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Oregon's Employer Liability Law and Injured Workers

In pursuing a personal injury or wrongful death case, it is important to understand all of the available claims a victim may have.  When workers are injured or killed on the job in Oregon, more than one legal option may be available to them.  It is typical for the worker to have a workers compensation claim (which is processed through the employer’s worker’s comp insurance carrier).  If the worker’s employer or coworker is solely responsible for the worker’s injury or death, then a worker’s compensation insurance claim will likely be the only legal option available to the worker.  This is what’s known as “worker’s comp exclusivity.”  In this situation, the injured worker (or a deceased worker’s family) would be well served by calling a competent worker’s comp attorney to discuss their claim.  However, if someone other than the employee’s direct employer or coworker is responsible for the worker’s injury or death—or if the employer did not offer worker’s compensation insurance—the injured or killed employee may have a claim under Oregon’s Employer Liability Law.

Oregon’s Employer Liability Law requires Oregon’s employers to provide the safest possible work environment when the work being performed involves a risk or danger to the employee or the public.  This includes constructing a building.  See ORS 654.305; 654.310.  It requires that the employer use every device, care, and precaution that is practicable to use for the protection and safety of its workers, limited only be the necessity for preserving the structure, machine, apparatus, or device’s efficiency, and without regard to the additional cost of suitable material or safety appliance and devices.  ORS 654.305.  In other words, when dangerous work is involved, the employer must ensure that the work is performed safely—such as providing safe equipment or machinery, and inspecting the same.  See ORS 654.310; Thomas v. Foglio, 225 Or 540 (1961); Fields v. Fields, 213 Or 522 (1958).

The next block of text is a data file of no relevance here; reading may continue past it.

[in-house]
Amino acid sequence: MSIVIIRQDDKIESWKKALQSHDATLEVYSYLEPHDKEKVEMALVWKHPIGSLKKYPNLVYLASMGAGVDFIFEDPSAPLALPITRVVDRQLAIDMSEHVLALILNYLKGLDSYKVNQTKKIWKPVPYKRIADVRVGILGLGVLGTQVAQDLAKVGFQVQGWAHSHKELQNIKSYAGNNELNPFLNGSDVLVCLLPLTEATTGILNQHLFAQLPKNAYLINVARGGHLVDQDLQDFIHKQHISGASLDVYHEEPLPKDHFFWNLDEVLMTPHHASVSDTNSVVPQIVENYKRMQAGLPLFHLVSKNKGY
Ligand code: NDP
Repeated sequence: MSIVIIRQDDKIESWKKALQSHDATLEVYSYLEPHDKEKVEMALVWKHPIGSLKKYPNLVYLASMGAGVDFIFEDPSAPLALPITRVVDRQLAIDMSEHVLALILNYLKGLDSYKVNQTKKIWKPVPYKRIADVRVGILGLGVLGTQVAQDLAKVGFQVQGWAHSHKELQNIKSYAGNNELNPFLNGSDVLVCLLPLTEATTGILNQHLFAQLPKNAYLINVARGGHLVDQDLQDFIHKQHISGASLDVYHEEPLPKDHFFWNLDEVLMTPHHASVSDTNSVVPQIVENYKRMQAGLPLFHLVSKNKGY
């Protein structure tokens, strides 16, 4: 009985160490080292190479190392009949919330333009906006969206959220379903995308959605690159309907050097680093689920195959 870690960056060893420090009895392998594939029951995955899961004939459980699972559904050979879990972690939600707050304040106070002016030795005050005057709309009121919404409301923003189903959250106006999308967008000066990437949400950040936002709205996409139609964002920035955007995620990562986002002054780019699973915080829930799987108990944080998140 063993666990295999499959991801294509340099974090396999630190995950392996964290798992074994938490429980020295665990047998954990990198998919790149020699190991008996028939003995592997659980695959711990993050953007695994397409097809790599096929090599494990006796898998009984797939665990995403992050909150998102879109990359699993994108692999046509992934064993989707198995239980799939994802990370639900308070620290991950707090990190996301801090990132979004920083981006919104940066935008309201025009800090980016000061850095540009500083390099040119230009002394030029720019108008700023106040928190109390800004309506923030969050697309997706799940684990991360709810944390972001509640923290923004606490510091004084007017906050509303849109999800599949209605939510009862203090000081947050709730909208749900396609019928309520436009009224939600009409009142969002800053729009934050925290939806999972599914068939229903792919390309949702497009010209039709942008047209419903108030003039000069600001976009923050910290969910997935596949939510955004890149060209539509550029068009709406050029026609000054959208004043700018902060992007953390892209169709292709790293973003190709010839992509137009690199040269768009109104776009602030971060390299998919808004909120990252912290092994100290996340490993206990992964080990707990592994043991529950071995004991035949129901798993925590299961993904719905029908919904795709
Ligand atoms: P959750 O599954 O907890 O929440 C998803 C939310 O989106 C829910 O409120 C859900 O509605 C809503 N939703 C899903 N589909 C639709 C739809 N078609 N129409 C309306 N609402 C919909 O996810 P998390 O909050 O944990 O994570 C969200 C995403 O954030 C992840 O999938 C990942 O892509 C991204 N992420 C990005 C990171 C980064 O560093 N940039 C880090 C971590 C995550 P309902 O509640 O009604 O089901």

The Oregon Employer Liability Law applies to both employers who don’t provide worker’s comp insurance (known as “direct employers”) and other parties who may be responsible for a worker’s injury or death.  See, e.g., Spain v. Jones, 257 Or App 777 (2013).  In order to make a claim against someone other than a direct employer, that other party must have had charge of, control over, or responsibility for the dangerous work.  These parties are called “indirect employers.”  An indirect employment relationship is created in three different ways:

    1.           The worker’s direct employer and the indirect employer form a common enterprise during which the worker is injured.  See Sacher v. Bohemia, Inc., 302 Or 477 (1987);
    2.           The indirect employer retained the right to control the dangerous work that the worker was performing when they were injured.  See Woodbury v. CH2M Hill, Inc., 335 Or 154 (2003); and
    3.           The indirect employer actually controlled the manner or method in which the dangerous work was performed when the worker was injured.  See Yeatts v. Polygon, 360 Or 170 (2016).

At the end of the day, an injured worker may have legal options for their personal injury or wrongful death claims beyond worker’s compensation if the following circumstances exist: 

    1.            The injury occurred when performing work that involved a risk or danger to the worker or the public; and
    2.        The at-fault party was an indirect employer (or a direct employer who did not offer worker’s compensation insurance).   

 

If you or someone you know was injured or lost their life on the job because of someone other than your employer (or worker’s comp insurance was not offered to you), it is critical that you seek legal advice as soon as possible.  Call our office today for a free consultation: (503) 288-8000.  We do not handle worker’s compensation claims, but suggest to anyone dealing with such a claim that they call a worker’s compensation attorney to ensure that their claim is protected.

 

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